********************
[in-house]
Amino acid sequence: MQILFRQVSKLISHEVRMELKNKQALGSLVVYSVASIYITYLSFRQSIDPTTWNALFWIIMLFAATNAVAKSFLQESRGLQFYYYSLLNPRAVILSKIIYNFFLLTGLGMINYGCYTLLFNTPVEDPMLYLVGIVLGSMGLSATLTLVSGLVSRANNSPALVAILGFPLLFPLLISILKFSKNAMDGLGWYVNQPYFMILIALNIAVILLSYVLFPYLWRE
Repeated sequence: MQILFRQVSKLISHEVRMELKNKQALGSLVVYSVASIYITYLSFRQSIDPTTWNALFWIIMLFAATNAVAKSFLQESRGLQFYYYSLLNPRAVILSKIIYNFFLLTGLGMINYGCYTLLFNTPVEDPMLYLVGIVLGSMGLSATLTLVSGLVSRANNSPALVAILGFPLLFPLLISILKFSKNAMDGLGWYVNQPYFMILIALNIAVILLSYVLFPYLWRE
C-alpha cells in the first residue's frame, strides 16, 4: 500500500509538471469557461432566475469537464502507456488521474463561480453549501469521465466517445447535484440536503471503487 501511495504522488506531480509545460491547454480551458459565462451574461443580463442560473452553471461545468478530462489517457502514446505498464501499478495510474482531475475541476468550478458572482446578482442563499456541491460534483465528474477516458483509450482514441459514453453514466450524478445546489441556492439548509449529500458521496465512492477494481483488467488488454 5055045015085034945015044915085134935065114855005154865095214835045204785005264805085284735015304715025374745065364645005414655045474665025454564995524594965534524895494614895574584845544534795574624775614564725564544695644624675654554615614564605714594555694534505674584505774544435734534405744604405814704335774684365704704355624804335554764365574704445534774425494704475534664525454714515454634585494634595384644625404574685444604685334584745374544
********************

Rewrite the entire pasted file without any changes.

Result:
[in-house]
Amino acid sequence: MQILFRQVSKLISHEVRMELKNKQALGSLVVYSVASIYITYLSFRQSIDPTTWNALFWIIMLFAATNAVAKSFLQESRGLQFYYYSLLNPRAVILSKIIYNFFLLTGLGMINYGCYTLLFNTPVEDPMLYLVGIVLGSMGLSATLTLVSGLVSRANNSPALVAILGFPLLFPLLISILKFSKNAMDGLGWYVNQPYFMILIALNIAVILLSYVLFPYLWRE
Repeated sequence: MQILFRQVSKLISHEVRMELKNKQALGSLVVYSVASIYITYLSFRQSIDPTTWNALFWIIMLFAATNAVAKSFLQESRGLQFYYYSLLNPRAVILSKIIYNFFLLTGLGMINYGCYTLLFNTPVEDPMLYLVGIVLGSMGLSATLTLVSGLVSRANNSPALVAILGFPLLFPLLISILKFSKNAMDGLGWYVNQPYFMILIALNIAVILLSYVLFPYLWRE
C-alpha cells in the first residue's frame, strides 16, 4: 500500500509538471469557461432566475469537464502507456488521474463561480453549501469521465466517445447535484440536503471503487 501511495504522488506531480509545460491547454480551458459565462451574461443580463442560473452553471461545468478530462489517457502514446505498464501499478495510474482531475475541476468550478458572482446578482442563499456541491460534483465528474477516458483509450482514441459514453453514466450524478445546489441556492439548509449529500458521496465512492477494481483488467488488454 5055045015085034945015044915085134935065114855005154865095214835045204785005264805085284735015304715025374745065364645005414655045474665025454564995524594965534524895494614895574584845544534795574624775614564725564544695644624675654554615614564605714594555694534505674584505774544435734534405744604405814704335774684365704704355624804335554764365574704445534774425494704475534664525454714515454634585494634595384644625404574685444604685334584745374544